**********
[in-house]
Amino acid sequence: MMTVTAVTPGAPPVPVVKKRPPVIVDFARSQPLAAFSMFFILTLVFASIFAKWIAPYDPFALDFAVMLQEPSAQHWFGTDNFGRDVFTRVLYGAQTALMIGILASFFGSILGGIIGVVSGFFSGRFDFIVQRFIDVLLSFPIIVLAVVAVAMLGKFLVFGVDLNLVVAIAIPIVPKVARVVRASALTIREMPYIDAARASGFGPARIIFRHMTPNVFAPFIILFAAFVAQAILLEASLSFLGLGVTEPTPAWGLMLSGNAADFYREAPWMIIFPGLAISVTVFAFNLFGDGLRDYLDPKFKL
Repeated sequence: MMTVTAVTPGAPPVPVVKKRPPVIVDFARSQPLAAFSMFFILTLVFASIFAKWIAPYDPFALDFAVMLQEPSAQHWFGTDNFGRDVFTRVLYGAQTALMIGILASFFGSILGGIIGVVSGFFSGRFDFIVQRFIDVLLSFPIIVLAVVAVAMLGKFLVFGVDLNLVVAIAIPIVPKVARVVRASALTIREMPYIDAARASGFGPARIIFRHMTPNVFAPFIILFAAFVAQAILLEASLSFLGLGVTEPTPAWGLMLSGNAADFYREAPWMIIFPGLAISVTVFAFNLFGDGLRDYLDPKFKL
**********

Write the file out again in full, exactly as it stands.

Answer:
[in-house]
Amino acid sequence: MMTVTAVTPGAPPVPVVKKRPPVIVDFARSQPLAAFSMFFILTLVFASIFAKWIAPYDPFALDFAVMLQEPSAQHWFGTDNFGRDVFTRVLYGAQTALMIGILASFFGSILGGIIGVVSGFFSGRFDFIVQRFIDVLLSFPIIVLAVVAVAMLGKFLVFGVDLNLVVAIAIPIVPKVARVVRASALTIREMPYIDAARASGFGPARIIFRHMTPNVFAPFIILFAAFVAQAILLEASLSFLGLGVTEPTPAWGLMLSGNAADFYREAPWMIIFPGLAISVTVFAFNLFGDGLRDYLDPKFKL
Repeated sequence: MMTVTAVTPGAPPVPVVKKRPPVIVDFARSQPLAAFSMFFILTLVFASIFAKWIAPYDPFALDFAVMLQEPSAQHWFGTDNFGRDVFTRVLYGAQTALMIGILASFFGSILGGIIGVVSGFFSGRFDFIVQRFIDVLLSFPIIVLAVVAVAMLGKFLVFGVDLNLVVAIAIPIVPKVARVVRASALTIREMPYIDAARASGFGPARIIFRHMTPNVFAPFIILFAAFVAQAILLEASLSFLGLGVTEPTPAWGLMLSGNAADFYREAPWMIIFPGLAISVTVFAFNLFGDGLRDYLDPKFKL